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StephenK
11-12-2004, 12:14 PM
A person that I do machining work for asked me if I would look at a Bridgeport that's available. With all of the knowledge on this forum I would appreciate some suggestions on what to look for in evaluating a mill. I would certainly check out the table and ways.Also ask to have it run if possible. Are there other items to check for?
Thanks to all.

ERBenoit
11-12-2004, 12:45 PM
In addition to that check the following:

1)Determine what is acceptable to the buyer.
2)Spindle runout.
3)Condition of spindle taper.
4)Fit of the quill.
5)Backlash on table screws.
6)Tooling (or lack thereof) and condition.

The following will be easier to check if the mill is connected to a power supply.

1)If it is an older J-head, check clutch mesh.
2)Hi-Lo Range is operable.
3)If the quill is power feed, check to see that it operates.

The overall condition of the machine should give you some idea of how "used" it is.

I'm would think others will chime in with other ideas, this is what I can think of without really thinking.

Be careful evaluting a machine for someone other than yourself. What is at stake? If you say the machine is o.k., they buy on YOUR advice, and the machine, yet within the parameters they gave you, turns out to be something other then what the buyer expected..... Then what?


[This message has been edited by ERBenoit (edited 11-12-2004).]

gundog
11-12-2004, 01:12 PM
what would be exceptable runout or backlash what is good and what is whipped out?
Mike

SGW
11-12-2004, 04:03 PM
"Acceptable" backlash is what you're willing to live with. As you probably know, every regular screw has some amount of backlash. Since you always have to allow for it anyway by taking up the play in the same direction, by itself it's probably not a reliable measure of accuracy. At some point though, backing up the screw past the backlash and then feeding forward to where you want to be gets annoying.

Personally, I think I'd find that anything over about 30 thou would get annoying, but that's just me. Machines with a lot more backlash than that get used every day with great success. 10-15 thou would probably be reckoned pretty good.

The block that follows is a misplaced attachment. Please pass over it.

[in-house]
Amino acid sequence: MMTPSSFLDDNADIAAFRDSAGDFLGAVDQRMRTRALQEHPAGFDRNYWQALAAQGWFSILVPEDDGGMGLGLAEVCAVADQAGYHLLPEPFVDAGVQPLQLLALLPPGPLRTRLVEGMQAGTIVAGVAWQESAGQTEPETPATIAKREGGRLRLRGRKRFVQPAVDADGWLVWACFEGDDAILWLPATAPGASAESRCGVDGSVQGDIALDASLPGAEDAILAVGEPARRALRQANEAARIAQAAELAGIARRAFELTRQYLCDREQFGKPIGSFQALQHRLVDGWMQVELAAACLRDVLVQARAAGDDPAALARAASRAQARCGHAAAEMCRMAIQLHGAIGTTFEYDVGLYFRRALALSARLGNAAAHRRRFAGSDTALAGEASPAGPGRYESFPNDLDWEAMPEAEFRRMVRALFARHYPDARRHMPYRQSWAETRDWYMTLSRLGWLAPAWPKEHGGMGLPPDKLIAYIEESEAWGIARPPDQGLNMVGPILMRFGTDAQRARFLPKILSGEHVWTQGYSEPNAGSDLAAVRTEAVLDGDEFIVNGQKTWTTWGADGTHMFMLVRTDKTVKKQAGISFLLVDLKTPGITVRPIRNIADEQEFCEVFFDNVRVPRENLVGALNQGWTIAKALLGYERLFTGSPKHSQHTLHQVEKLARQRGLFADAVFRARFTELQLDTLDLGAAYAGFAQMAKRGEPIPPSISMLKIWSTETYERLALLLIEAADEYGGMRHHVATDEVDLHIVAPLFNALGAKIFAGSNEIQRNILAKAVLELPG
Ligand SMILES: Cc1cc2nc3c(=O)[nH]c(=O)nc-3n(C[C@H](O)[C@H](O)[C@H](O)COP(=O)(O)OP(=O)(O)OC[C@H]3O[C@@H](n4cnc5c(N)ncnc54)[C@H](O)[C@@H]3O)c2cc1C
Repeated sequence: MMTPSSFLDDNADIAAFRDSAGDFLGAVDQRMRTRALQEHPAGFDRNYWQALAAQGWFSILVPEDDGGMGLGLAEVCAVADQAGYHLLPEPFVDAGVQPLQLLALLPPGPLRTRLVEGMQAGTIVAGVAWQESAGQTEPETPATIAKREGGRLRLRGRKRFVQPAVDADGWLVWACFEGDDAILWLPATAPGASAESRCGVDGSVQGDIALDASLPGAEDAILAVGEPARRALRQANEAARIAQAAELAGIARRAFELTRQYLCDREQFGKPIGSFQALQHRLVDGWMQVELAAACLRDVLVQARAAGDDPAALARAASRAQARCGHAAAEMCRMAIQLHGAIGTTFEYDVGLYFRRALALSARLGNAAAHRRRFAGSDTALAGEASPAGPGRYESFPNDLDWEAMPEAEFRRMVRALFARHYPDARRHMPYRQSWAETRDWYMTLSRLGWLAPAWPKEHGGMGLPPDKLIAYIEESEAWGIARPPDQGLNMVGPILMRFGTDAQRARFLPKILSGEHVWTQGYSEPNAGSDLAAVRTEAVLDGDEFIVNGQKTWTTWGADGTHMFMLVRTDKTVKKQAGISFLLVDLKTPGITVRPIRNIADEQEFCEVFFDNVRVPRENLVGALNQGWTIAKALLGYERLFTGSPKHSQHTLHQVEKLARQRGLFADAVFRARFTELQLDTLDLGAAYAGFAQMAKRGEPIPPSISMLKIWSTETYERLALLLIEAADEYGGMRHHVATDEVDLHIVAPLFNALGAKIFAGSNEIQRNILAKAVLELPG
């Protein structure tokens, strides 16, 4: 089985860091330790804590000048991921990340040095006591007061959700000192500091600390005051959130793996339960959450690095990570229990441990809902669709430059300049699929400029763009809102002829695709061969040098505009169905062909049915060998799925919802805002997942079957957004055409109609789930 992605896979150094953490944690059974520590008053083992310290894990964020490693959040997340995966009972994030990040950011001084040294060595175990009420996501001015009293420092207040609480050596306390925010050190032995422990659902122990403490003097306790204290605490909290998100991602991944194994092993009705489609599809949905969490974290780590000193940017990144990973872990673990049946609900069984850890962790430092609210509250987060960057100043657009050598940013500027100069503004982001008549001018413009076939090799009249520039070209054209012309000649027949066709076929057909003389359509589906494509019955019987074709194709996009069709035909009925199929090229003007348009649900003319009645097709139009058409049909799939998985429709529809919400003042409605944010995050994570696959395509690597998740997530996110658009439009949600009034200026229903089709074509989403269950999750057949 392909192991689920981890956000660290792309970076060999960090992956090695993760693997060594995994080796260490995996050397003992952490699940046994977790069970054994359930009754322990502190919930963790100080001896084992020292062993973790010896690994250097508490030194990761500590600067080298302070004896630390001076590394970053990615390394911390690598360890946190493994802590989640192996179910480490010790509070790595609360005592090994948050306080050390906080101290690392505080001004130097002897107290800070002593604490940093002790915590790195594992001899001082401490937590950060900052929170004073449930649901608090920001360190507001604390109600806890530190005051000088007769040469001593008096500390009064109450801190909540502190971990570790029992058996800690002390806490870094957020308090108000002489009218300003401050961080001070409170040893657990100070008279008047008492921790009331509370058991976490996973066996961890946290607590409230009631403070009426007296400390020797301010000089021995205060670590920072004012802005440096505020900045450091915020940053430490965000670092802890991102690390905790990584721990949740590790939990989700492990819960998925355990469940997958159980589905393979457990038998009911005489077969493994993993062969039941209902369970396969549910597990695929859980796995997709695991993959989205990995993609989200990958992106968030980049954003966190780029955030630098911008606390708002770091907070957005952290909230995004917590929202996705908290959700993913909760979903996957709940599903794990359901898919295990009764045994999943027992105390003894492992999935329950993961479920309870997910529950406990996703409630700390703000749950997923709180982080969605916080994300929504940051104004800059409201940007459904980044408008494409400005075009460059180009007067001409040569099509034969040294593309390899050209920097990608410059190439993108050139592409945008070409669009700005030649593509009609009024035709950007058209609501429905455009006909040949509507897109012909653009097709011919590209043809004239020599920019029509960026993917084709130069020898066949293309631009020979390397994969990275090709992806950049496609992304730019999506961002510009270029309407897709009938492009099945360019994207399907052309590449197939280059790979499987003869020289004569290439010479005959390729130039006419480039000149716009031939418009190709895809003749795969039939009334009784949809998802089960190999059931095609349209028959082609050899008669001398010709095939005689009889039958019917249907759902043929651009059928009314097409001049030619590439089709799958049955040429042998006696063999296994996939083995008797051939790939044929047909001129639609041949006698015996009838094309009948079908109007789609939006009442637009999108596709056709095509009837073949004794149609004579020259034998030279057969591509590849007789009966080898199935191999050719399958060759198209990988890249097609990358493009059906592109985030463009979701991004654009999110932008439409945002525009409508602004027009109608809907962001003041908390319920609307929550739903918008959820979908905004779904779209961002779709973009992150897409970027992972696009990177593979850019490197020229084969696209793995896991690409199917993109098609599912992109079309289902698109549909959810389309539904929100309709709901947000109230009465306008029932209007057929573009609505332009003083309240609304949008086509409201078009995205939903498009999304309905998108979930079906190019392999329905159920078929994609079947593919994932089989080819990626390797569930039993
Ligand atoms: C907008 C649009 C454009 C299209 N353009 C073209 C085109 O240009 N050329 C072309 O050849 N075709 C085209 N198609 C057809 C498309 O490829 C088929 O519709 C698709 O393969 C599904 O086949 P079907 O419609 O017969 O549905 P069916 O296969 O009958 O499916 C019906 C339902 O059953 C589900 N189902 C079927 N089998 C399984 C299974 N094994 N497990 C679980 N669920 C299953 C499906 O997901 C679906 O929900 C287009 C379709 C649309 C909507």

Is the nut adjustable to take up the backlash? Trouble is, because of uneven wear that can go only so far. Adjust for minimum backlash in the center of travel, and it will probably bind at the ends.

jburstein
11-12-2004, 04:58 PM
http://www.mermac.com/freemill2.html

There's some good stuff in there.

J Tiers
11-13-2004, 01:51 AM
Man, that mermac info is right on.

I have bought a machine that some knucklehead was looking at just before me. They were diddling this and wabbling that, measuring and fussing. Finally they left.

I ran it, looked at the machine, turned a few cranks, and wiggled a couple things, and in 5 min I was loading it up. Its about the best machine I have.

I dunno what the other guy's problem was.

Stuff that moves, should. Stuff that doesn't, shouldn't. That is about as complex as I get, aside from having a sort of mental scoring scale of "how much" things move vs what they sould or shouldn't.

I have only got screwed on one machine.
Even that is misleading, I knew about the problem, but was wrong about the cause, and I did squeeze out a substantial discount on account of it.
(I thought the die filer plunger bearing was worn. Instead, the hardened plunger is scored and needs to be built up and ground, which would be too expensive to bother with, and I don't know how to disassemble the plunger parts anyway)

One thing I REALLY have a problem with is evaluating for someone else. If I screw up my own purchase, I eat it, done.

But if I screw up someone else's purchase, or even if I don't but some buried problem comes up, that's an issue. I don't like that, and so I try to avoid that sort of deal.

sandman2234
11-13-2004, 09:51 PM
I am surprised Dave's website is still up, since he closed down his machinery dealings. Real loss for us, no doubt.
David from jax

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Have gun, will travel.